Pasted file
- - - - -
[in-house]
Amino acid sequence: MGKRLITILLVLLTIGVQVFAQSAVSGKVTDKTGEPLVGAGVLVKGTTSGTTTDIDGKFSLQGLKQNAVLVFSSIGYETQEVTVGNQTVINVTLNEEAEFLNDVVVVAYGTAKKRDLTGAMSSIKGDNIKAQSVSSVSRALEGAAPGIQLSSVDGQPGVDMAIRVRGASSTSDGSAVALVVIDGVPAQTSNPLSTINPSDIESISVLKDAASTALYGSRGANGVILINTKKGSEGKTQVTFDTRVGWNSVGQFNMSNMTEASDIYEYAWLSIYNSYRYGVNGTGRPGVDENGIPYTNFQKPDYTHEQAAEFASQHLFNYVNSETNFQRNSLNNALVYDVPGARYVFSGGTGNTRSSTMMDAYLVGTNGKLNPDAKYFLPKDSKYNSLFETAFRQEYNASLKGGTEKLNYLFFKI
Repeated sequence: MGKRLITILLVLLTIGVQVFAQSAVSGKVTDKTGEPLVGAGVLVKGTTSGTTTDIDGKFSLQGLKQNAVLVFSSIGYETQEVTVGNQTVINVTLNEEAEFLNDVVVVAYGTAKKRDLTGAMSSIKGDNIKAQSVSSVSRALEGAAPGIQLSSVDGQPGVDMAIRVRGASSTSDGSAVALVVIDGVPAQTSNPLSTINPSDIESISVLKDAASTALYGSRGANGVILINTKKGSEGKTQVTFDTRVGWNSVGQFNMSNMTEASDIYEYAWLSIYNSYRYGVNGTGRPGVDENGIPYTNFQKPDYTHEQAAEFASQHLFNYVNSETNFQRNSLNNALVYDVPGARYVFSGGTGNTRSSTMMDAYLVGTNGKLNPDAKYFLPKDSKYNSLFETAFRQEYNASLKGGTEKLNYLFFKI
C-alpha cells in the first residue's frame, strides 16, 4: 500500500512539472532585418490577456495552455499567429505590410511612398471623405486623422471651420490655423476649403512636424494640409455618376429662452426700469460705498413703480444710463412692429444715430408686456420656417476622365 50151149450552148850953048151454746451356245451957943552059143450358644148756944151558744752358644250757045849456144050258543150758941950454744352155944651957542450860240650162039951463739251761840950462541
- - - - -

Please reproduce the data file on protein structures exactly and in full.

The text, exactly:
[in-house]
Amino acid sequence: MGKRLITILLVLLTIGVQVFAQSAVSGKVTDKTGEPLVGAGVLVKGTTSGTTTDIDGKFSLQGLKQNAVLVFSSIGYETQEVTVGNQTVINVTLNEEAEFLNDVVVVAYGTAKKRDLTGAMSSIKGDNIKAQSVSSVSRALEGAAPGIQLSSVDGQPGVDMAIRVRGASSTSDGSAVALVVIDGVPAQTSNPLSTINPSDIESISVLKDAASTALYGSRGANGVILINTKKGSEGKTQVTFDTRVGWNSVGQFNMSNMTEASDIYEYAWLSIYNSYRYGVNGTGRPGVDENGIPYTNFQKPDYTHEQAAEFASQHLFNYVNSETNFQRNSLNNALVYDVPGARYVFSGGTGNTRSSTMMDAYLVGTNGKLNPDAKYFLPKDSKYNSLFETAFRQEYNASLKGGTEKLNYLFFKI
Repeated sequence: MGKRLITILLVLLTIGVQVFAQSAVSGKVTDKTGEPLVGAGVLVKGTTSGTTTDIDGKFSLQGLKQNAVLVFSSIGYETQEVTVGNQTVINVTLNEEAEFLNDVVVVAYGTAKKRDLTGAMSSIKGDNIKAQSVSSVSRALEGAAPGIQLSSVDGQPGVDMAIRVRGASSTSDGSAVALVVIDGVPAQTSNPLSTINPSDIESISVLKDAASTALYGSRGANGVILINTKKGSEGKTQVTFDTRVGWNSVGQFNMSNMTEASDIYEYAWLSIYNSYRYGVNGTGRPGVDENGIPYTNFQKPDYTHEQAAEFASQHLFNYVNSETNFQRNSLNNALVYDVPGARYVFSGGTGNTRSSTMMDAYLVGTNGKLNPDAKYFLPKDSKYNSLFETAFRQEYNASLKGGTEKLNYLFFKI
C-alpha cells in the first residue's frame, strides 16, 4: 500500500512539472532585418490577456495552455499567429505590410511612398471623405486623422471651420490655423476649403512636424494640409455618376429662452426700469460705498413703480444710463412692429444715430408686456420656417476622365 50151149450552148850953048151454746451356245451957943552059143450358644148756944151558744752358644250757045849456144050258543150758941950454744352155944651957542450860240650162039951463739251761840950462541